Ten Years After: A Sequel To The Autobiography Of George Müller
Being An Account Of The Work At The Ashley Down Orphanage, Bristol, For The Ten Years Following The Death Of Mr. Müller
J. Nisbet & Co., Ltd.
“He counteth the number of the stars.”—Psalm 147: 4.
“The very hairs of your head are all numbered.”—Matt. 10:30.
My dear Almighty Lord,
My Conqueror and my King
Thy sceptre and Thy sword,
Thy reigning grace I sing;
Thine is the power;
Behold I sit
In willing bonds
Beneath Thy feet.
In the early thirties of last century the Lord implanted a strong desire in the heart of His servant George Müller, who was then under thirty years of age, to present to the Church and the world a visible, tangible proof that He delights to hear and answer the prayers put up to Him in the worthy name of our Lord Jesus Christ.
The lack of faith which Mr. Müller saw around in the children of God, and the growing materialism in the world, moved him in the year 1836 to begin this testimony.
The Lord granted such a measure of success to this effort, that far beyond anything Mr. Müller ever conceived, he was allowed, all through the remaining years of the century, up to his death in 1898, to bear a clear, full, unmistakable testimony to the fact that God is, that He is the living God, and “that He is a rewarder of them that seek after Him.”
In His infinite grace, the Lord called me very shortly after Mr. Müller’s death, to this work; and after six years and nine months of most blessed association with beloved Mr. Wright, He took him unto Himself. Thus upon me devolved since then the holy and blessed work of seeking to maintain, in this twentieth century—which needs it even more than the nineteenth did—this unique testimony for God. Verily has the Lord fulfilled to me the words of the Psalmist, “Thou hast given a banner to them that fear Thee, that it may be displayed because of the truth” (Psalm 60:4), and my heart’s desire is, by His enabling, to display this banner with unwavering hand.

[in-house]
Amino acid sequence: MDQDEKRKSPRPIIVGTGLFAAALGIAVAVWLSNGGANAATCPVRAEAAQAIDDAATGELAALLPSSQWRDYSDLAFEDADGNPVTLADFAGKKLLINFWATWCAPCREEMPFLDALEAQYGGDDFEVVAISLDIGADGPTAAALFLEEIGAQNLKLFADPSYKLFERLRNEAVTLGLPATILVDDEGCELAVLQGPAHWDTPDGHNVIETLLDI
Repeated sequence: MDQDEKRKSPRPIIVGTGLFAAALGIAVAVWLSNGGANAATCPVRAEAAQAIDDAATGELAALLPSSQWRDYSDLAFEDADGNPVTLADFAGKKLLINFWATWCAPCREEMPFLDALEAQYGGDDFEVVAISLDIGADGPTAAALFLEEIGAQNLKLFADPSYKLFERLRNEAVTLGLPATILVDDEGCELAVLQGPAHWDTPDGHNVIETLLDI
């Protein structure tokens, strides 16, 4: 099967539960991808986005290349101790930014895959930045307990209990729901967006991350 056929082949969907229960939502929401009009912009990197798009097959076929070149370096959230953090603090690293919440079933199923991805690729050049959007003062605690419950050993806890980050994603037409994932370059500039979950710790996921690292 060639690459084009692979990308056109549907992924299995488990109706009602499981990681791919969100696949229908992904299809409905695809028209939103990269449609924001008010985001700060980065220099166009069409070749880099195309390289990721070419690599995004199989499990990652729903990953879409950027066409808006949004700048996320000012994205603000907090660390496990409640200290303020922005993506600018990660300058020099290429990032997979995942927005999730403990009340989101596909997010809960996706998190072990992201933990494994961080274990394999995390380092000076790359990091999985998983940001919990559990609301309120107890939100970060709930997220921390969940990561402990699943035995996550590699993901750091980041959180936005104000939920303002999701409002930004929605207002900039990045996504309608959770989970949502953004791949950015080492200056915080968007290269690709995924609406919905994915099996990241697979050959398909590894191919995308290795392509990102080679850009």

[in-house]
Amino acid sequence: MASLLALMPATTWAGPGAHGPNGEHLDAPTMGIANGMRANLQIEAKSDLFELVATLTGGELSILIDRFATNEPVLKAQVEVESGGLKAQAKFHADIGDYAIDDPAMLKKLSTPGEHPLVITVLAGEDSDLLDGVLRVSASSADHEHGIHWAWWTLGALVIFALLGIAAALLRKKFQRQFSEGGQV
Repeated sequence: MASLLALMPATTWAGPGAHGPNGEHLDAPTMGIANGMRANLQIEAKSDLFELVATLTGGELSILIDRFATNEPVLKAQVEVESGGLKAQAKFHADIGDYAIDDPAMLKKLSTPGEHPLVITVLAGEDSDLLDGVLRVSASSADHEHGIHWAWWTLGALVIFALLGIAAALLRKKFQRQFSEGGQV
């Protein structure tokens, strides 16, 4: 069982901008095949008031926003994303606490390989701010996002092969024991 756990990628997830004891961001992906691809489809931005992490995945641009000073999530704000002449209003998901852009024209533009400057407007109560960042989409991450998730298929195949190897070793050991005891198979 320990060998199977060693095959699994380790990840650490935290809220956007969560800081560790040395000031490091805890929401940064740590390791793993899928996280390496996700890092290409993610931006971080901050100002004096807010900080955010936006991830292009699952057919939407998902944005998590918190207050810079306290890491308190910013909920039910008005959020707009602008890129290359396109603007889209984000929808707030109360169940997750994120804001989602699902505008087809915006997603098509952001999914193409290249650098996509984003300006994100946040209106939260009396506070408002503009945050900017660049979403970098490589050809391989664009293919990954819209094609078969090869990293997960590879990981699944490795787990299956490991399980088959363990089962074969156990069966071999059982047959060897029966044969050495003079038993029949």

After experiencing during these ten years, partly with Mr. Wright and partly without him, the responsibility of this work, I do most gladly say, what Mr. Müller and Mr. Wright often said, I am not tired of this way of carrying on the work of God. Yea, I bear my feeble testimony that it is the best way, the happiest way, the way most conducive to the spiritual profit of the workers, and the way that brings most glory to our God and Father.
The marvellous blessing which the Lord has been pleased to grant to readers of Mr. Müller’s own Narrative of the Lord’s Dealings with George Müller, and Dr. Pierson’s George Müller of Bristol, besides smaller works, and finally to the readers of the Centenary Memorial volume, The Autobiography of George Müller, published Sept. 27th, 1905, has wrought in me the conviction that it is desirable, now that ten years have elapsed since Mr. Müller was taken home, to compile, from the yearly Reports of the work done at Ashley Down during this period, such records of facts as would be of permanent interest, and thus perpetuate the testimony so long borne to the faithfulness of God.